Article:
I have written about the CBOE Equity Put/Call ratio several times in the past, but I had to bring it up again after what happened last week.
To explain it briefly, the CBOE Equity Put/Call ratio looks at the total number of puts traded each day and compares it to the total number of calls each day. This particular put/call ratio only looks at individual equities and doesn't include any index options.
Because it is a put/call ratio with the puts coming first, the higher the ratio is the more-bearish the sentiment. As you can imagine, this ratio can vacillate wildly from day to day depending upon whether the market is up or down.
This is the reason I prefer to look at the 21-day moving average.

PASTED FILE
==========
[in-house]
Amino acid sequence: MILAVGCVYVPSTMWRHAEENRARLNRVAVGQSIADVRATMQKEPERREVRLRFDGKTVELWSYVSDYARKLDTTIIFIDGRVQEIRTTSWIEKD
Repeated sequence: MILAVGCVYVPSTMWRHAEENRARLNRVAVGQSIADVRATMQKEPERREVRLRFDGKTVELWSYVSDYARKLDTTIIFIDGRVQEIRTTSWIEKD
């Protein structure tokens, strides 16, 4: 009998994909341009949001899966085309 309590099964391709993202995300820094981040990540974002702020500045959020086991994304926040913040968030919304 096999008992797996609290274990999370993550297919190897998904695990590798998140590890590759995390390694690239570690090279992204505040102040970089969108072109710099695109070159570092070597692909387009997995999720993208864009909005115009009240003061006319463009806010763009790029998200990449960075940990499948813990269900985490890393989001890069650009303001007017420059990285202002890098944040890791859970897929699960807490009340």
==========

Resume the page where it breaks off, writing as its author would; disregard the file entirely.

The 21-day moving average gives you approximately one month’s worth of trading days. This past week the 21-day moving average on the CBOE Equity Put/Call ratio jumped up to a reading of 80.61. This is an important threshold as the indicator has only moved above the 0.80 level five times in the last five years.
The indicator has moved above and remained above the 0.80 level, but the initial thrust above the level has only occurred five times. In four of the five instances, the market rallied significantly in the following months.
The only time the market failed to rally was in the fall of 2008 and that is when the market was in total meltdown mode.
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